A school bus attendant in New York has been arrested for breaking the arm of a 5-year-old boy with autism while trying to discipline him on the bus.
According to Connor's mom, the boy was doing something any child -- with or without autism -- often does: He was swinging his feet and kicking the seat in front of him.
The bus driver, Richard Mason, 39, allegedly became upset by his behavior and, according to police, attempted to discipline Connor by grabbing his arm and pulling it behind his back. Connor's mother says doctors think the use of excessive force and being "tied down" explains why his abdomen was also bruised. She claims that her child was so scared he urinated in his pants, a thought that easily breaks the heart of every parent reading this.
But Mason says he had to restrain Connor because the child was pounding his hand against the window and the aide feared he would shatter the glass. I'm guessing there were no cameras on the bus, which is going to make this case really difficult to judge.
I'm going to reserve judgment until we learn more about this case, but I can't get one burning question out of my brain: teachers in general education classes would be burned at the stake for putting their hands on children in order to discipline them. For better or worse, they're more or less told to let children kill each other before stepping in. I don't agree with this, nor do most of my teacher friends, but I understand the legal reasons behind it.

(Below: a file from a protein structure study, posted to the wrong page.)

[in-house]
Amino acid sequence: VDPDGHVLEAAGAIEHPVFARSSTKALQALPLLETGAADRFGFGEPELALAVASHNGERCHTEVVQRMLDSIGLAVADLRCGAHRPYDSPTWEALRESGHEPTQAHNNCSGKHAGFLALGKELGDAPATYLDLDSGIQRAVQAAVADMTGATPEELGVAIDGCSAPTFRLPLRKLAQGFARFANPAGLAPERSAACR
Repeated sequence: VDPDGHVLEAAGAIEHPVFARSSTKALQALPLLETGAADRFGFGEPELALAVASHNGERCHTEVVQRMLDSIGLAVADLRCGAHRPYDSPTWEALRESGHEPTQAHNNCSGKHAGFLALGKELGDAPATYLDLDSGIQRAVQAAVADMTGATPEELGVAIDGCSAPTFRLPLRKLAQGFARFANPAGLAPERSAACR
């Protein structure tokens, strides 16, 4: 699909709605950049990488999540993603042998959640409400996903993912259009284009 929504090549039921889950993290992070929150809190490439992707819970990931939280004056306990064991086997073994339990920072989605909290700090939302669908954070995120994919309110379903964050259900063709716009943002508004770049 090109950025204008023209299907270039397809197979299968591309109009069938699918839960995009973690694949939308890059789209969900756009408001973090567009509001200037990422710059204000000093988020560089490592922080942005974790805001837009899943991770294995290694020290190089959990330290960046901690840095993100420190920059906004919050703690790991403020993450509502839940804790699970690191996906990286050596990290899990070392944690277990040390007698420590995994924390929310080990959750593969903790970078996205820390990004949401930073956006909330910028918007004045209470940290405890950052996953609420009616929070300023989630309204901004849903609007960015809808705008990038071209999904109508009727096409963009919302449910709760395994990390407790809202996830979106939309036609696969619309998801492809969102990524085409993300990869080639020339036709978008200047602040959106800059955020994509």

Taking this approach in a class with students with special needs is not always possible because some students can't control their physical reactions to situations that upset them and they may try to hurt themselves. But special education teachers and paraprofessionals are -- or damn well should be -- trained to handle the population they teach in a way that both prevents problems from occurring and keeps kids safe when things do happen. We don't know the details yet about whether Mason was trained to handle students with autism, but the fact that this is even a question is a problem. All school aides who deal with children with special needs should be provided the same training as teachers and paras.
What do you think about this case?
Image via Bill McChesney/Flickr